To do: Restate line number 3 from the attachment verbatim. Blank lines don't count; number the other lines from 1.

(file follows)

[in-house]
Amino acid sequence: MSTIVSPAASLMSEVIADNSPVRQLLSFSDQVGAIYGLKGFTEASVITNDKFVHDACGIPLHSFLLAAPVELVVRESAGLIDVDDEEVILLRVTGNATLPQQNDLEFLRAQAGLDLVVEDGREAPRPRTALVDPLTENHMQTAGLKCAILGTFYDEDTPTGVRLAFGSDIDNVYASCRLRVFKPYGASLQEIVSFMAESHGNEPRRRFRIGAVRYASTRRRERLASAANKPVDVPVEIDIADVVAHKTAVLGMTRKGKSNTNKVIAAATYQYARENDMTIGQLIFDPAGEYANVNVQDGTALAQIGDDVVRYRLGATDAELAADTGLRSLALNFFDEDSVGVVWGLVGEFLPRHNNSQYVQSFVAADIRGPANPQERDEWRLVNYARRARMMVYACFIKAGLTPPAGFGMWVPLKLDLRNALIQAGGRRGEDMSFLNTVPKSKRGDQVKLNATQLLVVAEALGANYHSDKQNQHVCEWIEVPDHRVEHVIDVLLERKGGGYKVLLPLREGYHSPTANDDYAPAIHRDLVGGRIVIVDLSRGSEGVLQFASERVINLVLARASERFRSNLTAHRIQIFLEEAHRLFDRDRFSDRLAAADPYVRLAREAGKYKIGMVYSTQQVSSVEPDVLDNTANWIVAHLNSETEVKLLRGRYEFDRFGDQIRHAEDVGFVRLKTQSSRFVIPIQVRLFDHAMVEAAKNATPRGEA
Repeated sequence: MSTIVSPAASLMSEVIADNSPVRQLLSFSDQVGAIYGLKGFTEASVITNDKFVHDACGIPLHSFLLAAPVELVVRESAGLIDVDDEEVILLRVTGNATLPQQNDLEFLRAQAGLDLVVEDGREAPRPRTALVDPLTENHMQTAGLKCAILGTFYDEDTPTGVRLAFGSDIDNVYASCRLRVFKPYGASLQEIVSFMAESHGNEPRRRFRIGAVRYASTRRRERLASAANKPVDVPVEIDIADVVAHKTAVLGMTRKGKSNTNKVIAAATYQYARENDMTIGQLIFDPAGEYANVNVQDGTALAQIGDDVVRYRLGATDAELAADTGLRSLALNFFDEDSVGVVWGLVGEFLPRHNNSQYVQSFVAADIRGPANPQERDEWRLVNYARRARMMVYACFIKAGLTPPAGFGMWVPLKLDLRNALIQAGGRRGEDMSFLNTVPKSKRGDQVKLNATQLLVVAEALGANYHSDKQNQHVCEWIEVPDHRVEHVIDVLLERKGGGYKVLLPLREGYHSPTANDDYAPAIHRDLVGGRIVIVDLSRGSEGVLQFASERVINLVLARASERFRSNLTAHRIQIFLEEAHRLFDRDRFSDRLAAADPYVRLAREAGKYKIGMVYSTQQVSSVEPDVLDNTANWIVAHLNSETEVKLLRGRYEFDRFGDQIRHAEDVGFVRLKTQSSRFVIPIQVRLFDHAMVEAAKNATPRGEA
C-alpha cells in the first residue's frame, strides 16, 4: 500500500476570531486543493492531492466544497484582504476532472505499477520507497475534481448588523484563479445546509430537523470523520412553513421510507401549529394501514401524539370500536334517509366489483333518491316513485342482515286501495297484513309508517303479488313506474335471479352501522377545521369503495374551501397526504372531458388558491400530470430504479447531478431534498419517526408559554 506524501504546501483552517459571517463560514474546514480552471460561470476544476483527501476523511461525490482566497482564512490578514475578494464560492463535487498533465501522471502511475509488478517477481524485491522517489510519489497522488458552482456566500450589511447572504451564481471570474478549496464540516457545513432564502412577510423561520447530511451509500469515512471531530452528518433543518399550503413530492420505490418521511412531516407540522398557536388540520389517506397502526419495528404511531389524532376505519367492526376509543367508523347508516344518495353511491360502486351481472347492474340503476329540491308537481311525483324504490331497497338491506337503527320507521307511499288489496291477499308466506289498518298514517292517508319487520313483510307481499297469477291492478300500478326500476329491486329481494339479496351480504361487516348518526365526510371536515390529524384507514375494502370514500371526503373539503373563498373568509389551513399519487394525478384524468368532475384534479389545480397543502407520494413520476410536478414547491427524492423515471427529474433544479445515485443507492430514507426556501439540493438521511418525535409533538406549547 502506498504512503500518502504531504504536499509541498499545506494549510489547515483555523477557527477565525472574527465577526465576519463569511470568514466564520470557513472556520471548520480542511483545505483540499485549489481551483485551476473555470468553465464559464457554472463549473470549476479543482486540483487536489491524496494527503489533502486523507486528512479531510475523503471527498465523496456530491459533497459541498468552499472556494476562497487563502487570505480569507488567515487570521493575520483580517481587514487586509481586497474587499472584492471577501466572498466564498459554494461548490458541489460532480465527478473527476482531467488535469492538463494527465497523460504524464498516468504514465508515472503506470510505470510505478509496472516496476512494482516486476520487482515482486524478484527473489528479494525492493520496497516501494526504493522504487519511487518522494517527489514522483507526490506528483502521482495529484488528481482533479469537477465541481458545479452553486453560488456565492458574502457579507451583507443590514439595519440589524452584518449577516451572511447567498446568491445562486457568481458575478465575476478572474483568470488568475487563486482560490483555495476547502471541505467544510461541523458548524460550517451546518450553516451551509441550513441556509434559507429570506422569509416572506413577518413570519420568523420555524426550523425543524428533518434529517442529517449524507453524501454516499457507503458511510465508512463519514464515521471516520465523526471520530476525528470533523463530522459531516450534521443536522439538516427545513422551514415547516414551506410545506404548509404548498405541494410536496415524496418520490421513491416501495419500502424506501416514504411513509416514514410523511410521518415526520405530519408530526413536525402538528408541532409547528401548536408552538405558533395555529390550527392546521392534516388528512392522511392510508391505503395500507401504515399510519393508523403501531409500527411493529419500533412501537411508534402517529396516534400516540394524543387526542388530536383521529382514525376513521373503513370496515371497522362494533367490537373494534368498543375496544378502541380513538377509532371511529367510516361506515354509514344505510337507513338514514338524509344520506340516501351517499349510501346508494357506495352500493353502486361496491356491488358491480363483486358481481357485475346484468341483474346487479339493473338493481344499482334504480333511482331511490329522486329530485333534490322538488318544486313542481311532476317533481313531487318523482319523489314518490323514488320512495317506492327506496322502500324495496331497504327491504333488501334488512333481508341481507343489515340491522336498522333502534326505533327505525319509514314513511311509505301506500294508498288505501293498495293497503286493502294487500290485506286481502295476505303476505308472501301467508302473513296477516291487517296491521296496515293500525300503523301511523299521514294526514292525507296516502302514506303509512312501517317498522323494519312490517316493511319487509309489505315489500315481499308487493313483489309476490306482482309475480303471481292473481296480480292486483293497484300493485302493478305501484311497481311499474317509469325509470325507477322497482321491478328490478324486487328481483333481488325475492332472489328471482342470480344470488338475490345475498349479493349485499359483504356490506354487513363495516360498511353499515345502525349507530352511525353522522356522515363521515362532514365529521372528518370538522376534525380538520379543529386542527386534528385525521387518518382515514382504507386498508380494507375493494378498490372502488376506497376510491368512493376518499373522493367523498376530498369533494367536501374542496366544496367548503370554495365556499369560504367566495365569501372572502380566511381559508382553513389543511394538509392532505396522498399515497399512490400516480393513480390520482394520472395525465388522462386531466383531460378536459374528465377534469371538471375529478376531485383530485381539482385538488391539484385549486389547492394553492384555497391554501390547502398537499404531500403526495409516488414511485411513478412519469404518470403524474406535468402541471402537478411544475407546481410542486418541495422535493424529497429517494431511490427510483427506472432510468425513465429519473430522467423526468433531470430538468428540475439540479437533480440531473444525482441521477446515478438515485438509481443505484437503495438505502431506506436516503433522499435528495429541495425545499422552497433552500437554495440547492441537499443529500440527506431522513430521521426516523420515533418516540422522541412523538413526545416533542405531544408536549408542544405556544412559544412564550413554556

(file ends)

Repeated sequence: MSTIVSPAASLMSEVIADNSPVRQLLSFSDQVGAIYGLKGFTEASVITNDKFVHDACGIPLHSFLLAAPVELVVRESAGLIDVDDEEVILLRVTGNATLPQQNDLEFLRAQAGLDLVVEDGREAPRPRTALVDPLTENHMQTAGLKCAILGTFYDEDTPTGVRLAFGSDIDNVYASCRLRVFKPYGASLQEIVSFMAESHGNEPRRRFRIGAVRYASTRRRERLASAANKPVDVPVEIDIADVVAHKTAVLGMTRKGKSNTNKVIAAATYQYARENDMTIGQLIFDPAGEYANVNVQDGTALAQIGDDVVRYRLGATDAELAADTGLRSLALNFFDEDSVGVVWGLVGEFLPRHNNSQYVQSFVAADIRGPANPQERDEWRLVNYARRARMMVYACFIKAGLTPPAGFGMWVPLKLDLRNALIQAGGRRGEDMSFLNTVPKSKRGDQVKLNATQLLVVAEALGANYHSDKQNQHVCEWIEVPDHRVEHVIDVLLERKGGGYKVLLPLREGYHSPTANDDYAPAIHRDLVGGRIVIVDLSRGSEGVLQFASERVINLVLARASERFRSNLTAHRIQIFLEEAHRLFDRDRFSDRLAAADPYVRLAREAGKYKIGMVYSTQQVSSVEPDVLDNTANWIVAHLNSETEVKLLRGRYEFDRFGDQIRHAEDVGFVRLKTQSSRFVIPIQVRLFDHAMVEAAKNATPRGEA